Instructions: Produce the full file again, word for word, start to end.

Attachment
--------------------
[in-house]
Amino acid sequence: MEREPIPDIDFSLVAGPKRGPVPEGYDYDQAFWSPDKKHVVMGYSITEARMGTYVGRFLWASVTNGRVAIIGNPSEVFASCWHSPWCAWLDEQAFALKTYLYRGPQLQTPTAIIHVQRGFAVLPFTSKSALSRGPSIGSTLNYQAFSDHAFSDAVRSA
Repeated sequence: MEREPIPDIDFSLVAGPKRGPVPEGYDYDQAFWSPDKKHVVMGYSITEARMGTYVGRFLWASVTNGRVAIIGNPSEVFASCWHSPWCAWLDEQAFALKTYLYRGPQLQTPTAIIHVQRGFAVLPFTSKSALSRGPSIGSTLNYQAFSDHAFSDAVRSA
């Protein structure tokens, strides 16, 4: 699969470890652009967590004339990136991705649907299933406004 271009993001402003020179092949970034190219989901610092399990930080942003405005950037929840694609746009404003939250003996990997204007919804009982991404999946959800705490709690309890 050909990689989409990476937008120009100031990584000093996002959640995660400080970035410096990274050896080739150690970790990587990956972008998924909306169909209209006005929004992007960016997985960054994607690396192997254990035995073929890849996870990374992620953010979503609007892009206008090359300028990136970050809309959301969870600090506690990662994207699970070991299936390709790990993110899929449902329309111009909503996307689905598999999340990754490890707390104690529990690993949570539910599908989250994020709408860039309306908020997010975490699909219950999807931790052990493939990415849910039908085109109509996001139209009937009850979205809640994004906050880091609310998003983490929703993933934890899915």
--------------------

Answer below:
[in-house]
Amino acid sequence: MEREPIPDIDFSLVAGPKRGPVPEGYDYDQAFWSPDKKHVVMGYSITEARMGTYVGRFLWASVTNGRVAIIGNPSEVFASCWHSPWCAWLDEQAFALKTYLYRGPQLQTPTAIIHVQRGFAVLPFTSKSALSRGPSIGSTLNYQAFSDHAFSDAVRSA
Repeated sequence: MEREPIPDIDFSLVAGPKRGPVPEGYDYDQAFWSPDKKHVVMGYSITEARMGTYVGRFLWASVTNGRVAIIGNPSEVFASCWHSPWCAWLDEQAFALKTYLYRGPQLQTPTAIIHVQRGFAVLPFTSKSALSRGPSIGSTLNYQAFSDHAFSDAVRSA
């Protein structure tokens, strides 16, 4: 699969470890652009967590004339990136991705649907299933406004 271009993001402003020179092949970034190219989901610092399990930080942003405005950037929840694609746009404003939250003996990997204007919804009982991404999946959800705490709690309890 050909990689989409990476937008120009100031990584000093996002959640995660400080970035410096990274050896080739150690970790990587990956972008998924909306169909209209006005929004992007960016997985960054994607690396192997254990035995073929890849996870990374992620953010979503609007892009206008090359300028990136970050809309959301969870600090506690990662994207699970070991299936390709790990993110899929449902329309111009909503996307689905598999999340990754490890707390104690529990690993949570539910599908989250994020709408860039309306908020997010975490699909219950999807931790052990493939990415849910039908085109109509996001139209009937009850979205809640994004906050880091609310998003983490929703993933934890899915």